Woeful El Tri can't score, and still can't win in 2013

Posted by Andrea Canales

If once is an accident, twice is a coincidence, three times is carelessness, four times is poor, then five times is - well, it's definitely bad news. Yet that's where El Tri finds itself after a quintet of matches in 2013. It mattered not whether the games were competitive World Cup qualifiers or friendlies. Even against the likes of Denmark or playing an injury-depleted U.S.A in the friendly confines of the famed Azteca Stadium, Mexico could not manage a win. The latest match, a meaningless friendly versus Peru on Wednesday night, was the platform for a comeback. Without the pressure cooker of qualifying, without the disconnect that sometimes comes from integrating European players used to a different style and rhythm, El Tricolor was supposed to be able to return to the roots of a flowing style of play. Instead, another paltry scoreless draw has left even faithful fans distraught and dismayed. Many fingers of blame are pointing squarely at coach Jose Manuel "Chepo" de la Torre.

Somewhat lost in the teeth-gnashing about the latest tied game, is the fact that obviously, Mexico is simultaneously working on a decent unbeaten streak. Yet it's not hard to imagine that El Tri fans would be willing to suffer a loss on occasion if it balanced out with wins in important games. After all, the whole point of competition is victory, which means the other side has to be vanquished. A draw, though a tolerated result under certain circumstances, always feels a bit unnatural, hence the "like kissing your sister" comparison.

One reason that it's hard for Mexico supporters to console themselves with the stout defense of El Tri is that the match versus Peru resulted in a badly injured ankle of a player, Tigres defender Hugo Ayala. Tigres, who still lead the Liga MX table, though their quest for a perfect season was marred by a loss in their last game, now find themselves in the stretch run right before the playoffs without one of their key components.

So it was no surprise, then, at the final whistle, to hear a number of sullen boos on the broadcast from the fans in attendance at Candlestick Park in San Francisco. El Tri supporters expect better from their squad. Frenetic and fitful by turn, this Mexico team struggled against a Peru squad that was missing several top players.

At first, it seemed that Pablo Barrera might get the fairy-tale comeback in his first national team game after an injury layoff. He looked eager to make an impact on the match, taking his chance with a hard shot on goal in the 23rd minute. However, though he mustered several charges into Peruvian territory on the field, Barrera lacked a strong working connection with his El Tri teammates. Either he was late or inaccurate with the final pass, or his teammates were when interchanging the ball together.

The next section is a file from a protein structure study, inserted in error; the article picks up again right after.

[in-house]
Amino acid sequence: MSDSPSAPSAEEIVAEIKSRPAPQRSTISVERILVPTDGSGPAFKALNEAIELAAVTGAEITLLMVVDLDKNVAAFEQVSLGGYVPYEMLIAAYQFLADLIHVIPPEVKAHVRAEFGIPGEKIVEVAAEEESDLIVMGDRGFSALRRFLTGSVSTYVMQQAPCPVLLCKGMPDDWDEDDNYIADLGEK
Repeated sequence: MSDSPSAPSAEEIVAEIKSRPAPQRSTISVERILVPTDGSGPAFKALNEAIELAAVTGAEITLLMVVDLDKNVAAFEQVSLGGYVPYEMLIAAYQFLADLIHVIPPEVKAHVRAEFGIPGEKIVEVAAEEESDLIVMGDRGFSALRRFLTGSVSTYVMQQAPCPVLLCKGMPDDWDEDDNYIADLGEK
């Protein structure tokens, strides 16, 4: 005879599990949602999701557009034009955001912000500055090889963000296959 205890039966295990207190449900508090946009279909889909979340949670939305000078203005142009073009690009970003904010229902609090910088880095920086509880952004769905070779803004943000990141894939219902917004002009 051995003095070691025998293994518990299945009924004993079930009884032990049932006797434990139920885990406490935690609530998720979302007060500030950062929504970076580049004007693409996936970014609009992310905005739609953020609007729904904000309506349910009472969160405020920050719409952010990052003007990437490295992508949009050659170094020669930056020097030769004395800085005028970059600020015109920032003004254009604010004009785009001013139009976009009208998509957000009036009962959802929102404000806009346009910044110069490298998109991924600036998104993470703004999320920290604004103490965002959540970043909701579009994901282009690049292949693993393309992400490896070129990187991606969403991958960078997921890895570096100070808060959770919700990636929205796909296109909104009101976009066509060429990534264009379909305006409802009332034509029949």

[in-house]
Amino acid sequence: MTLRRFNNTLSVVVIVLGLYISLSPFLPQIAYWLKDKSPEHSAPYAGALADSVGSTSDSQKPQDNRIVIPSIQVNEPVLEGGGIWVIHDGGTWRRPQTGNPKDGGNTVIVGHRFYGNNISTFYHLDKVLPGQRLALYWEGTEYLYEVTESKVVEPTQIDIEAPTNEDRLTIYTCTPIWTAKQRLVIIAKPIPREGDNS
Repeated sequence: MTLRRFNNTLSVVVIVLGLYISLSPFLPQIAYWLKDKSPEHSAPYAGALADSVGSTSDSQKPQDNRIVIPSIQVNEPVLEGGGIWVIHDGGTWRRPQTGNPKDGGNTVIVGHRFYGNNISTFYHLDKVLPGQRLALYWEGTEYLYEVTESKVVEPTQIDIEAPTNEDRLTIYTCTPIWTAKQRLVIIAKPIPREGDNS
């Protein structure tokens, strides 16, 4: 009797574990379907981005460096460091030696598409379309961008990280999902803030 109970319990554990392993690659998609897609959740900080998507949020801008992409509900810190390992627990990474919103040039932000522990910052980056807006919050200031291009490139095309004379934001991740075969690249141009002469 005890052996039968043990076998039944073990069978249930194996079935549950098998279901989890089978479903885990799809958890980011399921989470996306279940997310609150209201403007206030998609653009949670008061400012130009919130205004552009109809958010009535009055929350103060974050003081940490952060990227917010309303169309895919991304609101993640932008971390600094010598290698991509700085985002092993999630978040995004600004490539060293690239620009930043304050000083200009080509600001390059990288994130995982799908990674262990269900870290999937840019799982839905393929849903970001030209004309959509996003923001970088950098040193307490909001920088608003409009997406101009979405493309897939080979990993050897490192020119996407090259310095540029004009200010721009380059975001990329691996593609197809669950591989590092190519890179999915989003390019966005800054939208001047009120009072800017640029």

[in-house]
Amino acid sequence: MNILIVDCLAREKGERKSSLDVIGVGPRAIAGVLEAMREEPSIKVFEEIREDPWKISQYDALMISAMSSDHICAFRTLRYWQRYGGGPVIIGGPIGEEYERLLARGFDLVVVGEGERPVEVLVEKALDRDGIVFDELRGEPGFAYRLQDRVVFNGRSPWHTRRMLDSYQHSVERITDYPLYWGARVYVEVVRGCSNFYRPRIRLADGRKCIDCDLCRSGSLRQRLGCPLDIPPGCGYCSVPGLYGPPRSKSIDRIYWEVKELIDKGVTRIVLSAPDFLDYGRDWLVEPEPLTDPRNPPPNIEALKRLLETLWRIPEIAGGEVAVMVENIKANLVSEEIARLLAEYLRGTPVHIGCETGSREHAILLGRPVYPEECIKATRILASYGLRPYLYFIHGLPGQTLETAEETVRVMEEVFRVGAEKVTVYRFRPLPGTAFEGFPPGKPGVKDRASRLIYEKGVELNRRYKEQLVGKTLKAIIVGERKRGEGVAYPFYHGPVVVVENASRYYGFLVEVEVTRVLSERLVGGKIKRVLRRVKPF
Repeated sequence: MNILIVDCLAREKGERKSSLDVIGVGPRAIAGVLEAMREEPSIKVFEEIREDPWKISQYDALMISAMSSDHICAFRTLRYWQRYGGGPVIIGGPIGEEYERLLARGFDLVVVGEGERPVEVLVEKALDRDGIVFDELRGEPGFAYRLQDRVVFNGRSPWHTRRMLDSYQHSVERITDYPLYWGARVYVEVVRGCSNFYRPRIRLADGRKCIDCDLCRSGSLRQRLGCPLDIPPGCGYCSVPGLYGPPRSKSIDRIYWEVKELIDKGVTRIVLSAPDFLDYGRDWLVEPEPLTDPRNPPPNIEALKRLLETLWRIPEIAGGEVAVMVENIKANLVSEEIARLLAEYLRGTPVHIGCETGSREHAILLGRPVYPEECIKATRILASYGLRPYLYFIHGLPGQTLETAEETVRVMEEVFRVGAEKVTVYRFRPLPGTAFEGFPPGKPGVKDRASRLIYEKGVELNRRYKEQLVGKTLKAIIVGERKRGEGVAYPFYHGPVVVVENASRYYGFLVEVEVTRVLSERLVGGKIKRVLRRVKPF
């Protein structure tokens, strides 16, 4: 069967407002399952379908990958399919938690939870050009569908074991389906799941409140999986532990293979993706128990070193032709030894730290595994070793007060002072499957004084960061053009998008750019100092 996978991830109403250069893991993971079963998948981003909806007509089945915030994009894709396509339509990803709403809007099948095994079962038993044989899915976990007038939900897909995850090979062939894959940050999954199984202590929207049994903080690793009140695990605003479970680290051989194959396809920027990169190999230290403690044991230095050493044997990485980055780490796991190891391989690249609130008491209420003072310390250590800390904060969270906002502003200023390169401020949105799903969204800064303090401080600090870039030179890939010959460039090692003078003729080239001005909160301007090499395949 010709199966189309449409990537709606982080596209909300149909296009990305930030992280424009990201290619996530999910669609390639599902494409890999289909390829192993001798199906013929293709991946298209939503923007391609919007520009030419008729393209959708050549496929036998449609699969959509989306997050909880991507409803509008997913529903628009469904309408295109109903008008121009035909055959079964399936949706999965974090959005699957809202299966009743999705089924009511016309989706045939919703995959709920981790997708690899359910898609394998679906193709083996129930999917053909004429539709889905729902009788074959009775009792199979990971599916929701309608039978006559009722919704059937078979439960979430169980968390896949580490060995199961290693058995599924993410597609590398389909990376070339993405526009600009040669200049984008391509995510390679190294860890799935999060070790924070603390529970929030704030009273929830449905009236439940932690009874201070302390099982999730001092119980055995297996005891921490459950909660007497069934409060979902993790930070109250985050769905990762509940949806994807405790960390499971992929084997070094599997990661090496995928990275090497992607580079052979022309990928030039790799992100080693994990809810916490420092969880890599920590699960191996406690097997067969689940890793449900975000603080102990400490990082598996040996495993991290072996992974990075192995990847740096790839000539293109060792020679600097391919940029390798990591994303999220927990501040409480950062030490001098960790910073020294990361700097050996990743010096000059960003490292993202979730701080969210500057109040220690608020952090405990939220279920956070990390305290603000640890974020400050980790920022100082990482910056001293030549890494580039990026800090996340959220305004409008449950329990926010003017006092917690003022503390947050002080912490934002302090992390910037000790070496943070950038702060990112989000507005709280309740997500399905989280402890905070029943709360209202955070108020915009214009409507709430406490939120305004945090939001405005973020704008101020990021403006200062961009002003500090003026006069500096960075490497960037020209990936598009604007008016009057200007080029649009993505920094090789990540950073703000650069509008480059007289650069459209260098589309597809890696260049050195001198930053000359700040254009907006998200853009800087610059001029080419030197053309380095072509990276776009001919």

Some of the game was simply embarrassing. Midway through the second half, attacker Omar Bravo went down easily and dramatically in the box during a tussle with Peruvian defender Christian Ramos. Video replays allowed fans to see that both players were essentially grabbing at each other in order to gain an advantage. How undeserved of a penalty it was became moot, though, when Angel Eduardo Reyna put a weak shot to the goalkeeper’s right side and Peru’s Jose Carvallo was able to parry it wide of the goal.

The penalty kick failure was also traumatic to fans partly because Mexico’s teams have been so impotent at scoring during the winless/unbeaten streak. In only one of their five last matches, a qualifier versus Honduras, has El Tri managed even to score, making Javier "Chicharito" Hernandez the only goalscorer for Mexico in 2013.

What’s clear is that the easy answer to Mexico's woes simply doesn’t exist. That quick solution might have been Barrera, had he been firing on all cylinders, but he wasn’t, and he’s not. Striker Carlos Vela is a complicated issue, given the need for team discipline and fairness, but at this point, he is sorely needed, and overtures should be made to help secure his return to the team. Replacing "Chepo" de la Torre is another possible solution, but one fraught with risk and difficulty, even if it is ultimately necessary.

It could be that Vela is simply waiting the situation out, refusing to rejoin El Tri until the coach who sent him into national team exile and humiliation is gone. If so, Vela might not have long to wait.

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